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Our Story

It began on back country roads and among the vines. The Beckstoffer family arrived in the Napa Valley in 1975 and the young son of a future pioneer spent his days in the vineyards throughout every growing season, cultivating deep roots.

Brought up to respect the land and its fruit, Tuck naturally sought out the practice of viticulture, learning from the masters around him. Much like his father before him, he is a farmer first. It was only after he mastered the art of first craft that he turned his attention to a second craft—winemaking. Over three decades after he first set foot in the valley, Tuck bottled his first wine. For him, it was not a whim or passion project, but the culmination of a life lived on the land, among the vines.   

Today, Tuck is one of the few Napa stewards who is both a grower and a winemaker. It is this pedigree that makes his approach different: the process begins with the land itself and culminates with a reverence for the winemaking traditions of the past—sharing successes and failures among fellow craftsmen and appreciating the fruits of their labor over a beautiful bottle of wine.

The St. Helena estate opened in 2016, offering intimate tours and private tastings as a way to share this passion—connecting visitors to the land and sharing the knowledge of how the art of grape growing translates into every bottle. Since day one, the Estate was designed to exude a sense of genuine care and generosity of time and spirit.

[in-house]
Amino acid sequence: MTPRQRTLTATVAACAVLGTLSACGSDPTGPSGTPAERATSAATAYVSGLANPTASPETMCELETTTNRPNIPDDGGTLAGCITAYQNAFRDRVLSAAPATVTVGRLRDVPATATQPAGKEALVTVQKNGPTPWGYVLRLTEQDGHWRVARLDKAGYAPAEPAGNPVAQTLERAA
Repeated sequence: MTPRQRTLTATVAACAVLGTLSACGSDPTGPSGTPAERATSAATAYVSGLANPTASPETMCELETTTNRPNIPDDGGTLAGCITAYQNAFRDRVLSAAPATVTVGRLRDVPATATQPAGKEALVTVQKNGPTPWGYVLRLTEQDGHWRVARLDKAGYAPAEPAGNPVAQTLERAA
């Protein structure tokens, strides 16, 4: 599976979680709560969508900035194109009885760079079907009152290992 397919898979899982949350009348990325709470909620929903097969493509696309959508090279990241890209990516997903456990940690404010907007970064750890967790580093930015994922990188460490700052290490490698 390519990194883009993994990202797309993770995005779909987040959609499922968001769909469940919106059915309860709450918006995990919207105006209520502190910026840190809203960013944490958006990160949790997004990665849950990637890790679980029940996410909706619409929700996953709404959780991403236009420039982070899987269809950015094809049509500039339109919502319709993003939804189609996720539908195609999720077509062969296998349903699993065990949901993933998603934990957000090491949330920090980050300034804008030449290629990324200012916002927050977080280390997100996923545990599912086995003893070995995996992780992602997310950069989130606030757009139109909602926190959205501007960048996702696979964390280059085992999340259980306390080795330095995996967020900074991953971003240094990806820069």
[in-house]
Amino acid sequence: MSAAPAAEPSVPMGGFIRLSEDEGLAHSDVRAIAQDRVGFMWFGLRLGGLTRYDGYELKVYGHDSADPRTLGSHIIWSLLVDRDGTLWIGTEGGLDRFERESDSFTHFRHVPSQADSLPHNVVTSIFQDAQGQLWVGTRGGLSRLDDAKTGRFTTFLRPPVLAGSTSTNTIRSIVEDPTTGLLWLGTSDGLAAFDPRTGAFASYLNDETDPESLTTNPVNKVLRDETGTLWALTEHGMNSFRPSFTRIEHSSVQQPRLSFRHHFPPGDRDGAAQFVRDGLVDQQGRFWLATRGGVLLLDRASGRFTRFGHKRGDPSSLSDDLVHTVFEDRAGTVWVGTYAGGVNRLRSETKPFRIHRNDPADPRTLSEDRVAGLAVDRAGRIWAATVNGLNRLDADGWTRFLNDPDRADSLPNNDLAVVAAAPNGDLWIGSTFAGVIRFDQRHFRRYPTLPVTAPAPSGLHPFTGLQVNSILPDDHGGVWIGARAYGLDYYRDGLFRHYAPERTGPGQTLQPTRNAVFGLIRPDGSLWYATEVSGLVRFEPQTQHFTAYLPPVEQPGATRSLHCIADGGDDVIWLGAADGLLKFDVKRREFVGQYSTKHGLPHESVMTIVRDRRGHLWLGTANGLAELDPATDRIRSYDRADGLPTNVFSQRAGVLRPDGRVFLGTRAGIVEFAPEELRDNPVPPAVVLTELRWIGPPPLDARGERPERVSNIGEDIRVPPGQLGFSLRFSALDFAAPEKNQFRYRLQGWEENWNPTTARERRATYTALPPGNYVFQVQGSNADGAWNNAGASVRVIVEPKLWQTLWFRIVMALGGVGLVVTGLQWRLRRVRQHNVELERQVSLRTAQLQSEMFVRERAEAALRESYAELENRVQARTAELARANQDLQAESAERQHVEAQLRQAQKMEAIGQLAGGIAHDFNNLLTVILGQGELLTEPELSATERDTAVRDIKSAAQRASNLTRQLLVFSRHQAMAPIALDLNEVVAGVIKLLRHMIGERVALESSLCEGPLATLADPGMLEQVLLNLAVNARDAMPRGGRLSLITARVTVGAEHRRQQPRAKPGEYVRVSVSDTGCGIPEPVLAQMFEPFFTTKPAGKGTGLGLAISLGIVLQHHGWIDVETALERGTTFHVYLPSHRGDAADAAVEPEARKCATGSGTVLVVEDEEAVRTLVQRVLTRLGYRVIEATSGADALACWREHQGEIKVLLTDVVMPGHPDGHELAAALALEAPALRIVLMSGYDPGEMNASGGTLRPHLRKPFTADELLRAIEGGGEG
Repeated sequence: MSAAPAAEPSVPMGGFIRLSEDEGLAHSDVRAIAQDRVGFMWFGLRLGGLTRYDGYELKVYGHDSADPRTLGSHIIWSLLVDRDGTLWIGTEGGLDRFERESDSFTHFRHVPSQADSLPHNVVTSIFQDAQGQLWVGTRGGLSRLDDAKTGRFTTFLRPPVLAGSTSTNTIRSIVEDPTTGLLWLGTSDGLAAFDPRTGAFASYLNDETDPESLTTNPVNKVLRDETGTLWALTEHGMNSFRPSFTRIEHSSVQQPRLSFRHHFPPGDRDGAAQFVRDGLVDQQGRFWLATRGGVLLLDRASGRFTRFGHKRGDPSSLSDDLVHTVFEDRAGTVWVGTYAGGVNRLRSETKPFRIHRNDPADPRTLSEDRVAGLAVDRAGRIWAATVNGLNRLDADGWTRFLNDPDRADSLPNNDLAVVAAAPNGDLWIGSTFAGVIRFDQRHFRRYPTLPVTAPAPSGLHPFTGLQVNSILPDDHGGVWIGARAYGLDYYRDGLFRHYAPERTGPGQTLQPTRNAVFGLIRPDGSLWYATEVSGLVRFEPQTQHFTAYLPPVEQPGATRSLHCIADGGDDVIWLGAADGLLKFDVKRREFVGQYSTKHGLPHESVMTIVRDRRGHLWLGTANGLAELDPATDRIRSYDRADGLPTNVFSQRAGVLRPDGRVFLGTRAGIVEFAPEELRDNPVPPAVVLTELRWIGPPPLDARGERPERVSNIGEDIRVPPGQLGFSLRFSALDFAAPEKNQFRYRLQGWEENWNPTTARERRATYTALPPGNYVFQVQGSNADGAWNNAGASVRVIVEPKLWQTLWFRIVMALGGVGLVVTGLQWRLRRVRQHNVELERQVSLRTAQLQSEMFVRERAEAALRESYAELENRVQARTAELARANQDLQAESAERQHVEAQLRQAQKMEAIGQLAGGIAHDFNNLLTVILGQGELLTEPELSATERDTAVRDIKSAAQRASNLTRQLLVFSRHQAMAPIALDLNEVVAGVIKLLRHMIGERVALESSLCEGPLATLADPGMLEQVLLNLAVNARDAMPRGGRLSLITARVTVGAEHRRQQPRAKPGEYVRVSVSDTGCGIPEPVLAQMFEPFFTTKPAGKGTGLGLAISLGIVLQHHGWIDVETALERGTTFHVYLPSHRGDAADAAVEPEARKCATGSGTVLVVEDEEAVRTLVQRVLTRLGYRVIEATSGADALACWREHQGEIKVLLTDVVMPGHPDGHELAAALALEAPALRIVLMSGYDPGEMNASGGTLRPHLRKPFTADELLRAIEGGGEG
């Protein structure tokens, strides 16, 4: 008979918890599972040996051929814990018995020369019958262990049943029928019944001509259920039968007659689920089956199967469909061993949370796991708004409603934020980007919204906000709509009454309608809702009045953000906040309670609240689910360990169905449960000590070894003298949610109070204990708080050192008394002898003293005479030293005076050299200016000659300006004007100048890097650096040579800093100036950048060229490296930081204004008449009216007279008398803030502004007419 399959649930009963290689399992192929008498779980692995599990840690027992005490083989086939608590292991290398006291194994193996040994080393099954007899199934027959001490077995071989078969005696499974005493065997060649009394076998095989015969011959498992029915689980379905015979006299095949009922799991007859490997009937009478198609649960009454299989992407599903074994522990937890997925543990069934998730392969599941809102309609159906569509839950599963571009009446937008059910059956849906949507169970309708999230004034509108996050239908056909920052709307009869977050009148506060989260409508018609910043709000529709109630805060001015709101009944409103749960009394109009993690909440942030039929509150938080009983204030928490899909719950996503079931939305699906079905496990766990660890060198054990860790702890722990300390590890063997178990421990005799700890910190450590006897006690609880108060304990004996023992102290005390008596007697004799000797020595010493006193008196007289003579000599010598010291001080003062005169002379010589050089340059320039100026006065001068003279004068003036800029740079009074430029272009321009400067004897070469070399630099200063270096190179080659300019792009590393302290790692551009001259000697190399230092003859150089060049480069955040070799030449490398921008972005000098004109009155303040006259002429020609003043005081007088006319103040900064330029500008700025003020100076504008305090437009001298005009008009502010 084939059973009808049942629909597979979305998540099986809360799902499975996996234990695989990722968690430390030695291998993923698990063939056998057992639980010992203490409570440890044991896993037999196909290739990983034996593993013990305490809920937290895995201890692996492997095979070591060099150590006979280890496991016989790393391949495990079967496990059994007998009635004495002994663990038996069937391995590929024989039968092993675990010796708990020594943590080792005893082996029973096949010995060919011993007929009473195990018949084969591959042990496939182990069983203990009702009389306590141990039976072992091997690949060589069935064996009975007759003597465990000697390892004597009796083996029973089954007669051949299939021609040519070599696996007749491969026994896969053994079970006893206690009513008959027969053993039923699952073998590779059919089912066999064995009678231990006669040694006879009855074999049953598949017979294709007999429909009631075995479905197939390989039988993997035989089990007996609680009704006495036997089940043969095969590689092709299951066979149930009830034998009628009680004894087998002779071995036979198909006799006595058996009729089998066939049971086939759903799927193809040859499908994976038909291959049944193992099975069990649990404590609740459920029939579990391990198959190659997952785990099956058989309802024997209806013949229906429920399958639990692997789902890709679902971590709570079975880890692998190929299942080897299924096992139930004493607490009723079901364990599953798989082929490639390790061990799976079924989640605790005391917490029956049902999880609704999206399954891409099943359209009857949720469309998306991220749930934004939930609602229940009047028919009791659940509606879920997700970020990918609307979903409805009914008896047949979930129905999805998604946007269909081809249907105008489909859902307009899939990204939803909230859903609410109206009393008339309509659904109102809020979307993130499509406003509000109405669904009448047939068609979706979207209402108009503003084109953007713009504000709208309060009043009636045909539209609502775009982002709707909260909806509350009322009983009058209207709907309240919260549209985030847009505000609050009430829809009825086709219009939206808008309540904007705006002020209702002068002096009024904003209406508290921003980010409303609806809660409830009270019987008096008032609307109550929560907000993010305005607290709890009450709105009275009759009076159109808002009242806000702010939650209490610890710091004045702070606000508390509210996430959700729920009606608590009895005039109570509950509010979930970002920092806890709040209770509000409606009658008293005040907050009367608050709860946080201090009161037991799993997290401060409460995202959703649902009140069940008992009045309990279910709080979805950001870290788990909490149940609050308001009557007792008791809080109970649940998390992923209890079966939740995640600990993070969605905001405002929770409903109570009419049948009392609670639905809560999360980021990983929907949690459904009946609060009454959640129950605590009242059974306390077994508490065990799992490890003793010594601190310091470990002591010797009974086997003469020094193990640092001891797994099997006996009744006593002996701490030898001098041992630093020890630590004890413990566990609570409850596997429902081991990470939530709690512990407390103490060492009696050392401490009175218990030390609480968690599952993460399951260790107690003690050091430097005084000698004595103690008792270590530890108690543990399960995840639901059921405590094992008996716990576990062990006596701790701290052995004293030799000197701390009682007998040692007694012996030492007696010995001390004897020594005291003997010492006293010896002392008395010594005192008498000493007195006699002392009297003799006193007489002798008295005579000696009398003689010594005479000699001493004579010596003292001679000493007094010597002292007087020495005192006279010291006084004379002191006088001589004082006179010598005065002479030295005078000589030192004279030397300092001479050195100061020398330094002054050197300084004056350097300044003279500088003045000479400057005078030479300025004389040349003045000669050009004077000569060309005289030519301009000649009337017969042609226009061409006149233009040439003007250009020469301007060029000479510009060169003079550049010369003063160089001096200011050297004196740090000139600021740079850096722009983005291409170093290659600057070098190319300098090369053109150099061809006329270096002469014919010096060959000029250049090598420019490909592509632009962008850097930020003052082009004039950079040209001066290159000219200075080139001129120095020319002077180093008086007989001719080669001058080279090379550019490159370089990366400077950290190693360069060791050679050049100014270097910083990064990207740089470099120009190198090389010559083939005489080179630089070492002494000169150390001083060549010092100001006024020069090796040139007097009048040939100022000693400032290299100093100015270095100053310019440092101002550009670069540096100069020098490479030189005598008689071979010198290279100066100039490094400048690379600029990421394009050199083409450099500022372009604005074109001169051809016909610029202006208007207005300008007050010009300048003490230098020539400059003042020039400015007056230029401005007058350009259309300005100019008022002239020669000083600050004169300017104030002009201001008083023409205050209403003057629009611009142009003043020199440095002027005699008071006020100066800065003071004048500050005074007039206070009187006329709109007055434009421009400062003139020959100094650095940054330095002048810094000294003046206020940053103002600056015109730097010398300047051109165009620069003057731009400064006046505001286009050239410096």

As the story continues the unfold, Tuck is raising the next generation in the same way that he raised—as stewards among the vines. He invites you to share in this journey and join us at the estate.

“As farmers we believe that a wines individuality comes from the vineyard and its complexity from blending various vineyards into one harmonized whole that truly reflects our Napa Valley home.”

Tuck Beckstoffer



You could say that my love for farming was innate, or at least came by way of relentless practice. I grew up with hands in the Napa soil, boots among the vines, and I often worked side by side with the vineyard crews—the vines coming into maturity as I did. It was a youth spent exploring the land, slowly uncovering its rich history, and developing a deep reverence for it.   

This reverence led to a career of seeking out the land. Trained to recognize its inherent value and potential, I took pride in cultivating vineyards that would produce grapes and specific varietals that could tell the story of this place—at once the valley of my youth, and also the valley that I hope to hand over to the next generation of growers. 

Perhaps it’s only natural that a love affair with a grape-growing land will lead to an affair with the art of winemaking. It remains one of the only artforms that allows you to express on the palate—an emotional country—everything that you love about the land and your work within it; each sip an indelible memory. And this has been the case since the first bottle I produced in 1997.  

With a deep respect for everything that came before me, I continue to farm and practice winemaking as a way to pursue excellence on all levels and create an experience worth having, consuming, and remembering. It’s this quest that keeps us thoughtfully moving the industry forward, carefully refining the process over time and searching for ways to demonstrate the very best of what this valley can be.

When I look back toward my youth and ahead toward the future, I see the same valley and the same dream, now realized: to live on the land and carefully tend to it—the land yielding ripe fruit and that fruit telling a story of this time and this place. And then, at the end of a long day, to put that story to your lips, consume it, and gratefully share it with others.